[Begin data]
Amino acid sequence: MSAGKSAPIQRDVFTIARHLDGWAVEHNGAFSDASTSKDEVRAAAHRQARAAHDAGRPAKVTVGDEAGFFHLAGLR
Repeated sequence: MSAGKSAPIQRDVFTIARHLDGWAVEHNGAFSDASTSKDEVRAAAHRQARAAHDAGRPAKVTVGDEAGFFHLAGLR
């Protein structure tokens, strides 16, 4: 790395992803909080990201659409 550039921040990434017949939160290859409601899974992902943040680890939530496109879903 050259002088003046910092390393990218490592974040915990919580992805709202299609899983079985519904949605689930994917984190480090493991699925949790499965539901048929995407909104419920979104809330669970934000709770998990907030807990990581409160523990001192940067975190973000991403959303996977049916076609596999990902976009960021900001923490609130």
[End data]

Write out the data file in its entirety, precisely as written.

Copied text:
Amino acid sequence: MSAGKSAPIQRDVFTIARHLDGWAVEHNGAFSDASTSKDEVRAAAHRQARAAHDAGRPAKVTVGDEAGFFHLAGLR
Repeated sequence: MSAGKSAPIQRDVFTIARHLDGWAVEHNGAFSDASTSKDEVRAAAHRQARAAHDAGRPAKVTVGDEAGFFHLAGLR
């Protein structure tokens, strides 16, 4: 790395992803909080990201659409 550039921040990434017949939160290859409601899974992902943040680890939530496109879903 050259002088003046910092390393990218490592974040915990919580992805709202299609899983079985519904949605689930994917984190480090493991699925949790499965539901048929995407909104419920979104809330669970934000709770998990907030807990990581409160523990001192940067975190973000991403959303996977049916076609596999990902976009960021900001923490609130």